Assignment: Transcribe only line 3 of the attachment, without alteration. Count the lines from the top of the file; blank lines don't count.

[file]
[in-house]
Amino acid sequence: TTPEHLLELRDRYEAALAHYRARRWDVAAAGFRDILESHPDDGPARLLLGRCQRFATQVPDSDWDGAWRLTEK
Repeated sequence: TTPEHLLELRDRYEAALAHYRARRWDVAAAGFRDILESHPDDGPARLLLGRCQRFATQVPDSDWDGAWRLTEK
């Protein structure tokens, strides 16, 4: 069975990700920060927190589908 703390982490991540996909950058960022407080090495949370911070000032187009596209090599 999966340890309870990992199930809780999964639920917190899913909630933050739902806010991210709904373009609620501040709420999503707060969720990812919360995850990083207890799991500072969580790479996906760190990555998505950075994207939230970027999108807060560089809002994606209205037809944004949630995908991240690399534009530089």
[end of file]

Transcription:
Repeated sequence: TTPEHLLELRDRYEAALAHYRARRWDVAAAGFRDILESHPDDGPARLLLGRCQRFATQVPDSDWDGAWRLTEK